Coming up through the Red Deer minor baseball Austin Hammond had a goal to play at the university level.
Last fall he accomplished his goal joining the Vancouver Island University in Nanaimo, B.C.
“I always aspired to go as far in baseball as I could and definitely wanted to play at a university,” the 19-year-old native of Red Deer said.
Hammond was recruited following a NorWest Midget League contest at Great Chief Park against St. Albert.
“Their assistant coach was at the game and talked to me and a couple of other guys about going there,” said Hammond.
It turned out Hammond and Andrew MacCuaig of Lacombe accepted the offer.
Hammond, who plays third base and pitches, saw limited playing time in his freshman season, although he was four-for-nine at the plate.
He pitched 13 innings, posting a 1-0 record with a solid 3.46 ERA and a team best 0.92 WHIP (walks plus hits divided by innings pitched).
“They had a veteran third baseman who was ahead of me so I didn’t get to play there a lot, but pitched a bit more,” added Hammond.
But it’s likely his first and last with the VIU Mariners, who plays in a league with Lethbridge, the University of Calgary, Thompson Rivers University at Kamloops and UBC Okanagan.
Last year was also the first season for the Nanaimo program to be associated with VIU.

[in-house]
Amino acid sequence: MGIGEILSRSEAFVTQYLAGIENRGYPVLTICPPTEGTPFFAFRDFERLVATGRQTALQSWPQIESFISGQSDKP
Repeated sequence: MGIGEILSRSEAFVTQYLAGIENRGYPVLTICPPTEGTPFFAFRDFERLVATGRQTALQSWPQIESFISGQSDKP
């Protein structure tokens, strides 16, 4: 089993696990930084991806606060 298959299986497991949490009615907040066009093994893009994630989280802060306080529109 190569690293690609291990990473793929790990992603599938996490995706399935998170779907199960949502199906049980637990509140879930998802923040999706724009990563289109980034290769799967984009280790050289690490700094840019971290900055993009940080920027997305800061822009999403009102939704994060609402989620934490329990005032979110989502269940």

“They had a program but it wasn’t part of the university,” he said.
He took heavy duty mechanics in school and expects to continue the four-year program at RDC in the fall.
“It makes it tough to go to school and spend the time with the ball team,” he said. “So I’m expecting to continue on here.”
But he did enjoy his time on the Island.
“It was good … I’m glad I went.”
MacCuaig also only batted nine times, with two hits, was used as the team’s closer, finishing with a team-high four saves and 2.61 ERA in 10 and one-third innings.
Hammond, who is an overage with the midget AAA Carstar Braves, got into baseball at an early age and has been playing competitively for the last nine.
“I always liked baseball. I played volleyball and basketball in middle school and some high school (at Lindsay Thurber), but I was mainly interested in ball.”
Hammond gave credit to his coaches for his development coming up through minor baseball, in particular Dwayne Lalor.
“Dwayne was my coach for eight of the last nine years,” he said. “Randy (Gehring) is this year. I learned a lot over the years in all aspects of the game.”
The six-foot-one, 175-pound Austin feels his strength is in the field.
“I’m in the middle of the pack when it comes to hitting and not a power hitter … more of a singles and doubles hitter.”
Austin has played all the infield positions, but says he enjoys third base the most.
“I enjoy the fast pace.”
Hammond is in his final season with the Braves, but not in baseball.
“I want to continue on next year and play at the highest level I can,” he added, looking at the Riggers, the junior Innisfail Merchants or the Red Deer Razorbacks.
But first he’s concentrating on his final season with the Braves.
“We’re near the bottom in Tier I, but we have a good team and when we put it all together we can compete with all the top teams on any given day,” said Hammond, whose younger brother, Levi, plays with the bantam AAA Braves.
Danny Rode is a retired Advocate reporter who can be reached at email@example.com